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Re: Mathematica daily WTF

  • To: mathgroup at smc.vnet.net
  • Subject: [mg115136] Re: Mathematica daily WTF
  • From: David Bailey <dave at removedbailey.co.uk>
  • Date: Sun, 2 Jan 2011 04:54:51 -0500 (EST)
  • References: <ifj6n0$594$1@smc.vnet.net>

On 31/12/2010 00:04, Andrzej Kozlowski wrote:
> On 29 Dec 2010, at 11:55, Richard Fateman wrote:
>
>> When common programming terms are used in a different
>> manner, it sows the seeds of misunderstanding.
>
> Actually, it works both ways. No doubt for people with a "deeper" understanding of other languages who tend to assume that they are dealing with something familiar when in fact they are not, this could be a source of misunderstanding and as such a "bad thing". But for most "unsophisticated" users (whose cause you often claim to champion here) the situation is usually the opposite to this; this sort of superficial resemblance helps them to use Mathematica without the need for an extensive study and is therefore a "very good thing". In fact, this is closely related to an aspect of the Mathematica programming language for which you have explicitly expressed a dislike (in a private exchange with me): the fact that it contains all these "procedural" constructs like loops etc. While this certainly would be offensive to the aesthetics of a pure functional language like Lisp (or better Scheme), it actually is one of the main reasons for the success of Mathematica. I remember someo
ne telling me that the lack of such constructs was the principal reason for the (relative) failure of SMP (I don't know if this is true, I have never used SMP and don't know anything about it). While Mathematica's procedural programming is usually unattractive and often inefficient, there are plenty of users who will not use anything else (including one user who frequently takes similar positions to yours on various Mathematica related issues) and would not even consider a alternative program that used Lisp for programming - just for that very reason.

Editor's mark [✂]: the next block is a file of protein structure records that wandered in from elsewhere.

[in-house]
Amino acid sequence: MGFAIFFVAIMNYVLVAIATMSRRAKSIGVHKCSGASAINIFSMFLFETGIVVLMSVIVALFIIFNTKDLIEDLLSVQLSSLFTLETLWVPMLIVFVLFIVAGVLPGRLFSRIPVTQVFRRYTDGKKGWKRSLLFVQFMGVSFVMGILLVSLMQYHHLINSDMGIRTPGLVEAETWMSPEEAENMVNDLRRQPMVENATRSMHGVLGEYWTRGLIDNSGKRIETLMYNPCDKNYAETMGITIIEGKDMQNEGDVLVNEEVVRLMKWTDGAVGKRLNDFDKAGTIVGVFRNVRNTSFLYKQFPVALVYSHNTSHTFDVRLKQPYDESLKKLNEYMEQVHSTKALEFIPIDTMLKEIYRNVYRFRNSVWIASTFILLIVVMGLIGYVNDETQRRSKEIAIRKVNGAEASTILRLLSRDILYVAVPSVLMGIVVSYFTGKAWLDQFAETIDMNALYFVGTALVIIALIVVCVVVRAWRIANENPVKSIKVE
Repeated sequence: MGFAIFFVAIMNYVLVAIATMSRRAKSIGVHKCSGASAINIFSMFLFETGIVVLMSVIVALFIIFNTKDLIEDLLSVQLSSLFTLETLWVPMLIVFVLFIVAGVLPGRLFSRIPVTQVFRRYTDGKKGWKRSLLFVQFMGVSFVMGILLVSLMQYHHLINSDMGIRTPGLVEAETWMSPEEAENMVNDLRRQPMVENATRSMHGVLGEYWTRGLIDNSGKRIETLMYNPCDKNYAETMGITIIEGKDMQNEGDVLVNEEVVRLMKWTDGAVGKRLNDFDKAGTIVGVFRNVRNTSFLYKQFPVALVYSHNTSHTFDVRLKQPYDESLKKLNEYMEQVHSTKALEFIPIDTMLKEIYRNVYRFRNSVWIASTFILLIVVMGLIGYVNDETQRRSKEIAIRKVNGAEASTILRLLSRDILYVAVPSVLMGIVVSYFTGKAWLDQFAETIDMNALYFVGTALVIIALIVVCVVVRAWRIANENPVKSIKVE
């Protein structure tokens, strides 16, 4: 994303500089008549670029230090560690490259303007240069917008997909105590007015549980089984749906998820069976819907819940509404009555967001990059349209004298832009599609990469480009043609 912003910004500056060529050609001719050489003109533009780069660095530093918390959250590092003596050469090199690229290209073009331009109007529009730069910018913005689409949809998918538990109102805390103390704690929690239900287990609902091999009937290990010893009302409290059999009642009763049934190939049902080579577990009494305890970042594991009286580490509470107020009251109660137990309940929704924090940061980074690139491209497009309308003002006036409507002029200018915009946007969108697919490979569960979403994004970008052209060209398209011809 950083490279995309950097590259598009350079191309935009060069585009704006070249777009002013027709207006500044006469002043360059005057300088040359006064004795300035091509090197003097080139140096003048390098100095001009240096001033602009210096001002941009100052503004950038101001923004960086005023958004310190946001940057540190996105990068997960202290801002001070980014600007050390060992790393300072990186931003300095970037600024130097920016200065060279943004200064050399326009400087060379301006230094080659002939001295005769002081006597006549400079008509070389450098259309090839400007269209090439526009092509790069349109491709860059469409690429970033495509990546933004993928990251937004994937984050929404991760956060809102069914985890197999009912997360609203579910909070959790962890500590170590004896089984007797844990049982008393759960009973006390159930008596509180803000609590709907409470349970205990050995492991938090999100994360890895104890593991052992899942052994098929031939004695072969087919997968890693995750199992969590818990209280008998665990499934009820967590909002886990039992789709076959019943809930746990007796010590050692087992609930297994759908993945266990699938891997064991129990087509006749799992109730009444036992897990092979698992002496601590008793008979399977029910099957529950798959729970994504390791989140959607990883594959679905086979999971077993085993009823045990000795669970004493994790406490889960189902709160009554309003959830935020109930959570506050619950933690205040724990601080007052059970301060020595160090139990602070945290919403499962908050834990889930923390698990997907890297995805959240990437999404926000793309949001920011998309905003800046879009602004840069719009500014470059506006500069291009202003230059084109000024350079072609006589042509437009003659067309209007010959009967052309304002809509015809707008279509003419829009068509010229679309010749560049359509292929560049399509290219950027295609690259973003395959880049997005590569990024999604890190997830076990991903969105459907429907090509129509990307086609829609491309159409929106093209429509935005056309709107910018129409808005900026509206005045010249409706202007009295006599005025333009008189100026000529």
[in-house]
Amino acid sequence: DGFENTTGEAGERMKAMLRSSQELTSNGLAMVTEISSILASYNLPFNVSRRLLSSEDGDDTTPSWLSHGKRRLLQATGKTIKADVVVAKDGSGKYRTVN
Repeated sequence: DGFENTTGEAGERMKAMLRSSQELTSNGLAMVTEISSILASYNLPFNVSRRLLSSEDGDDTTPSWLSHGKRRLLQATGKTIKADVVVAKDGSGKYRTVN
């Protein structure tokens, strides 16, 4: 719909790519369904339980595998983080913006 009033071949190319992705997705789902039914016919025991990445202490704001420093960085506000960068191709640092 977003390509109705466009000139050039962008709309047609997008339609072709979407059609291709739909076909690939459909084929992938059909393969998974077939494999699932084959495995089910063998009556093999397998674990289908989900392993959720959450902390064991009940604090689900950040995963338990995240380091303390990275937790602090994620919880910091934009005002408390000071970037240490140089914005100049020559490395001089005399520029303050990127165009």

>
> What I referred to as a matter of "convenient syntax" is actually a quite crucial issue, for most people easily overriding in importance anything else mentioned in this thread.
>
> Andrzej Kozlowski
>

I'd go further. I think the procedural aspects of Mathematica are vital 
to its success, and I am quite happy to use them all (except Goto) when 
I feel the need.

Sometimes, particularly in the case of an outer loop, replacing a loop 
construct with a functional construct will make very little difference 
to the performance. In other cases, it is critical. In any case, 
Mathematica code can under-perform for a whole variety of reasons - 
something which I illustrated in a talk at the recent 2010 Technology 
Conference in Champaign.

Procedural code lets anyone, 'hack' any process they desire, whereas 
functional code becomes conceptually harder and harder as complications 
set it - at least to those of us who spent many years writing code in C 
and Fortran!

Fortran and C programmers, also worry about CPU cache coherence - the 
fact that code that operates on one chunk of memory at a time (rather 
than making scattered references to a large array) usually performs 
better because data in memory if pulled into the CPU cache in chunks 
(and sometimes it is even retrieved from the disk), so doing the most 
with each chunk is desirable. It is far easier to use the CPU cache 
efficiently when writing procedural code.

The fact that functional code sometimes outperforms procedural code, is 
an artifact of Mathematica - caused essentially by the fact that there 
is an overhead associated with each individual step (checking types, 
OwnValues, etc.) The whole array operations of modern Fortran, offer 
little if any speed gain over using a Do loop - and indeed, a glance at 
the assembly code generated will reveal that there is very little 
difference in the code generated.

As regards aesthetics, I'd say that sometimes functional code looks much 
more elegant than the procedural equivalent, but other times, it just 
looks obscure!

(Raising flame barriers!)

David Bailey
http://www.dbaileyconsultancy.co.uk


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